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Marsh v. Prestige Insurance Group

ILLINOIS APPELLATE COURT — FIRST DISTRICT (3RD DIVISION) REVERSED AND REMANDED.


OPINION FILED MARCH 15, 1978.

MARY F. MARSH ET AL., PLAINTIFFS-APPELLANTS

v.

PRESTIGE INSURANCE GROUP, DEFENDANT-APPELLEE.

APPEAL from the Circuit Court of Cook County; the Hon. SAMUEL B. EPSTEIN, Judge, presiding.

MR. PRESIDING JUSTICE JIGANTI DELIVERED THE OPINION OF THE COURT:

This is an appeal from an order granting summary judgment in favor of the defendant Prestige Insurance Group and against the plaintiffs Mary F. Marsh and Juanita Artis. Marsh was an owner of an automobile insured by the defendant. While she was driving and Artis was a passenger she became involved in an accident with two other vehicles. One of the vehicles was an unknown hit-and-run car and the other vehicle was driven by Tommie Lindsay, Jr., who was insured by another insurance company. The plaintiffs brought this action to compel arbitration under the uninsured motorist provision of the policy issued by Prestige.

The defendant moved for a summary judgment on the ground that the plaintiffs had entered into a settlement and executed releases in favor of Lindsay. The defendant contends that that settlement violated two provisions of the contract of insurance.

The defendant's first contention is based on a provision in the policy reciting that the company shall be subrogated to all of the insured's rights to recovery and "The insured shall do nothing after loss to prejudice such rights." The defendant argues that the release of one joint tort-feasor, Lindsay, also released the uninsured motorist and thereby prejudiced the subrogation claim against the uninsured motorist.

• 1 To be entitled to a motion for summary judgment under section 57 of the Civil Practice Act (Ill. Rev. Stat. 1975, ch. 110, par. 57) the defendant here must prove that there "is no genuine issue as to any material fact." A summary judgment will not be granted unless the moving party's right to that judgment is clear and free from doubt. (Ruby v. Wayman (1968), 99 Ill. App.2d 146, 240 N.E.2d 699.) The only facts before the court in this motion for summary judgment show that the accident occurred on December 12, 1971, and that the settlement was entered into on July 7, 1975, almost four years after the occurrence. The record does not reveal whether the hit-and-run motorist was capable of being located or whether there were any actions for personal injuries that could be pursued by the subrogee long after the statute of limitations had apparently run. The question of prejudice must be considered in light of the facts in the particular case. The fact that the settlement releases any subrogation right does not under the circumstances stated show that the defendant has been prejudiced. We believe the question of prejudice here presents a genuine issue of material fact and for that reason the motion for summary judgment on this issue should have been denied.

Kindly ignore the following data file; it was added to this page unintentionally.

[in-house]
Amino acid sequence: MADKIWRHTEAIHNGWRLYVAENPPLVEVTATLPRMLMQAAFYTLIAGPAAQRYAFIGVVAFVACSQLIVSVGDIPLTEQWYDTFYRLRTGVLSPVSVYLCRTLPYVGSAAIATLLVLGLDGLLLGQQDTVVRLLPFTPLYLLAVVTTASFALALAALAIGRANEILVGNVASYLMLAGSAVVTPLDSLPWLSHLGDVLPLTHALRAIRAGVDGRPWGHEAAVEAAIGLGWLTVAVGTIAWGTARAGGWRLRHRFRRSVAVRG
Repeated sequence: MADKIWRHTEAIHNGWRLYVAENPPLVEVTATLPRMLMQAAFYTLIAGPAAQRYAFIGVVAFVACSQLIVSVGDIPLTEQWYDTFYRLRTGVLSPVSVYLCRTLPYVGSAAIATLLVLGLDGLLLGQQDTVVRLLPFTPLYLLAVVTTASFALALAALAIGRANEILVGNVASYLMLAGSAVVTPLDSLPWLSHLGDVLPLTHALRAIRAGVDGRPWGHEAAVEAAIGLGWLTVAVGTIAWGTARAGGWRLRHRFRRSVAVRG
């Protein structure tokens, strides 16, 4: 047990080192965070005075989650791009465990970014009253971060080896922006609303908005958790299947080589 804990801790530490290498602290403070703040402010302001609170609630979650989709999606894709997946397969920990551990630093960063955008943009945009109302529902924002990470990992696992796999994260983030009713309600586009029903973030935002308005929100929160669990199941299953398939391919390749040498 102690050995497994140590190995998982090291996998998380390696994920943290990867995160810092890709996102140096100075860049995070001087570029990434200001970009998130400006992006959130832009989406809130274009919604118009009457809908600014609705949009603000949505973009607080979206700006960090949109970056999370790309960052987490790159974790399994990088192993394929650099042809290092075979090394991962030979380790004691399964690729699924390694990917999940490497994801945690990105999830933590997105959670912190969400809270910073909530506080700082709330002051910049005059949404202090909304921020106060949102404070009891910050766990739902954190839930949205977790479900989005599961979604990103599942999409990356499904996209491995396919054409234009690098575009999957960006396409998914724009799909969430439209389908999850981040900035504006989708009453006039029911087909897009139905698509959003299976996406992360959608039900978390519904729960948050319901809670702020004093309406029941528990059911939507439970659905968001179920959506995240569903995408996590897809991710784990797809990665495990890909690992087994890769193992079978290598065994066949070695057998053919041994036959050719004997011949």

The defendant also contends that coverage should be denied under the exclusions provision which provides that the policy does not apply under the uninsured motorist coverage if the insured makes any settlement with anyone who may be legally liable "* * * without written consent of the company, * * *." The defendant relies on the case of Tuthill v. State Farm Insurance Co. (1974), 19 Ill. App.3d 491, 311 N.E.2d 770, where under similar circumstances the court said the words of the exclusion were clear and unambiguous and the words should be taken in their plain, common, ordinary and popular sense. The court there refused to set aside the dismissal of the insured's complaint.

In the recent case of M.F.A. Mutual Insurance Co. v. Cheek (1977), 66 Ill.2d 492, 363 N.E.2d 809, the Illinois Supreme Court considered the breach of a cooperation clause in a standard automobile insurance policy. There the insured stated to his insurer immediately after the accident that he was driving the car but later said that someone else was driving the car. The company denied liability. The supreme court noted that regardless of who was driving, the insurer was still liable. The court considered whether the insurer must show prejudice to be relieved of liability. In finding that prejudice was necessary it reasoned that the public is the beneficiary of an automobile insurance policy. The prime objective of the cooperation clause is to prevent collusion between the injured and the insured as well as to allow the insured to prepare its defense. It concluded by saying at pages 499-500 "[U]nless the alleged breach of the cooperation clause substantially prejudices the insurer in defending the primary action, it is not a defense under the contract."

• 2 In the case at bar the exclusion under consideration applies specifically to uninsured motorist coverage. The apparent purpose of such a provision is to protect the subrogation rights of the insurer. Unless those rights are jeopardized we do not believe that the insurer should be allowed to be relieved of its responsibility under the contract. We believe the appropriate rule to be applied in this situation is the same as that which was applied in M.F.A. Mutual Insurance Co., that is, the insurer must show that the alleged breach substantially prejudiced the insurer. On this motion for summary judgment there is a genuine issue of material fact as to whether the defendant has been prejudiced in its subrogation rights by the plaintiff's settlement without the written consent of the company.

For the reasons stated, the judgment of the circuit court of Cook County is reversed and the cause is remanded for such further proceedings as may be consistent with this opinion.

Reversed and remanded.

McNAMARA and SIMON, JJ., concur.

19780315

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